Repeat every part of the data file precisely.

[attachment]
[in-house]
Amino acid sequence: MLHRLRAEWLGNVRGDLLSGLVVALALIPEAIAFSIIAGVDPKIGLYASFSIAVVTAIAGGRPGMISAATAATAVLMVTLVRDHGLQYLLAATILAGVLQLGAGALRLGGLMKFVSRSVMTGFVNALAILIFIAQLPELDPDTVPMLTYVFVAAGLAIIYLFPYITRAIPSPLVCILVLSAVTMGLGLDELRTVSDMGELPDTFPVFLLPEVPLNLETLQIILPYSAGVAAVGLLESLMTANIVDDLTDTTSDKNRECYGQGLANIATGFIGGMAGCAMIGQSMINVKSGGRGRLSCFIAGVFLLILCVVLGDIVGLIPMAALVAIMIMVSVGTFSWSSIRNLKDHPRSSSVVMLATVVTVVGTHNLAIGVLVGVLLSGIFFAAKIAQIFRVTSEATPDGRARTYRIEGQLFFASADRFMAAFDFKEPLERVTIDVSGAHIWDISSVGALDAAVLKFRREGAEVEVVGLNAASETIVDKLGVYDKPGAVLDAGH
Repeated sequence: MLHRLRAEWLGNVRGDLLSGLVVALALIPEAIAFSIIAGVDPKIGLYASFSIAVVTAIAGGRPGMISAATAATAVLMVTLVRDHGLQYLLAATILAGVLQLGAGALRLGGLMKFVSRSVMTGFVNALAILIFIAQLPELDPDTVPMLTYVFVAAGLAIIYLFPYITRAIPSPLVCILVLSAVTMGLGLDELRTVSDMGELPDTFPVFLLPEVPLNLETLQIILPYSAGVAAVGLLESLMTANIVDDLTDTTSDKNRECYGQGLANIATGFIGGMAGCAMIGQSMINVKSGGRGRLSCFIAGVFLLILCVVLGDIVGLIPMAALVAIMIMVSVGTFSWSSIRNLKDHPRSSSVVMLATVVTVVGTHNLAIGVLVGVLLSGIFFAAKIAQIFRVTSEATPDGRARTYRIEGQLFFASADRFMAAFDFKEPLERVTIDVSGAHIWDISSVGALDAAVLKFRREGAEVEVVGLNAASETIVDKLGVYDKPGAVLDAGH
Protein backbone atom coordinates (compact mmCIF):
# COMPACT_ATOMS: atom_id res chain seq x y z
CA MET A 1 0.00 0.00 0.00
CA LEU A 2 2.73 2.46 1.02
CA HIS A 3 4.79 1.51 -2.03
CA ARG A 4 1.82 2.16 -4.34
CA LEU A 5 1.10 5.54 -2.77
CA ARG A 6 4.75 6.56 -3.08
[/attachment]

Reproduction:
[in-house]
Amino acid sequence: MLHRLRAEWLGNVRGDLLSGLVVALALIPEAIAFSIIAGVDPKIGLYASFSIAVVTAIAGGRPGMISAATAATAVLMVTLVRDHGLQYLLAATILAGVLQLGAGALRLGGLMKFVSRSVMTGFVNALAILIFIAQLPELDPDTVPMLTYVFVAAGLAIIYLFPYITRAIPSPLVCILVLSAVTMGLGLDELRTVSDMGELPDTFPVFLLPEVPLNLETLQIILPYSAGVAAVGLLESLMTANIVDDLTDTTSDKNRECYGQGLANIATGFIGGMAGCAMIGQSMINVKSGGRGRLSCFIAGVFLLILCVVLGDIVGLIPMAALVAIMIMVSVGTFSWSSIRNLKDHPRSSSVVMLATVVTVVGTHNLAIGVLVGVLLSGIFFAAKIAQIFRVTSEATPDGRARTYRIEGQLFFASADRFMAAFDFKEPLERVTIDVSGAHIWDISSVGALDAAVLKFRREGAEVEVVGLNAASETIVDKLGVYDKPGAVLDAGH
Repeated sequence: MLHRLRAEWLGNVRGDLLSGLVVALALIPEAIAFSIIAGVDPKIGLYASFSIAVVTAIAGGRPGMISAATAATAVLMVTLVRDHGLQYLLAATILAGVLQLGAGALRLGGLMKFVSRSVMTGFVNALAILIFIAQLPELDPDTVPMLTYVFVAAGLAIIYLFPYITRAIPSPLVCILVLSAVTMGLGLDELRTVSDMGELPDTFPVFLLPEVPLNLETLQIILPYSAGVAAVGLLESLMTANIVDDLTDTTSDKNRECYGQGLANIATGFIGGMAGCAMIGQSMINVKSGGRGRLSCFIAGVFLLILCVVLGDIVGLIPMAALVAIMIMVSVGTFSWSSIRNLKDHPRSSSVVMLATVVTVVGTHNLAIGVLVGVLLSGIFFAAKIAQIFRVTSEATPDGRARTYRIEGQLFFASADRFMAAFDFKEPLERVTIDVSGAHIWDISSVGALDAAVLKFRREGAEVEVVGLNAASETIVDKLGVYDKPGAVLDAGH
Protein backbone atom coordinates (compact mmCIF):
# COMPACT_ATOMS: atom_id res chain seq x y z
CA MET A 1 0.00 0.00 0.00
CA LEU A 2 2.73 2.46 1.02
CA HIS A 3 4.79 1.51 -2.03
CA ARG A 4 1.82 2.16 -4.34
CA LEU A 5 1.10 5.54 -2.77
CA ARG A 6 4.75 6.56 -3.08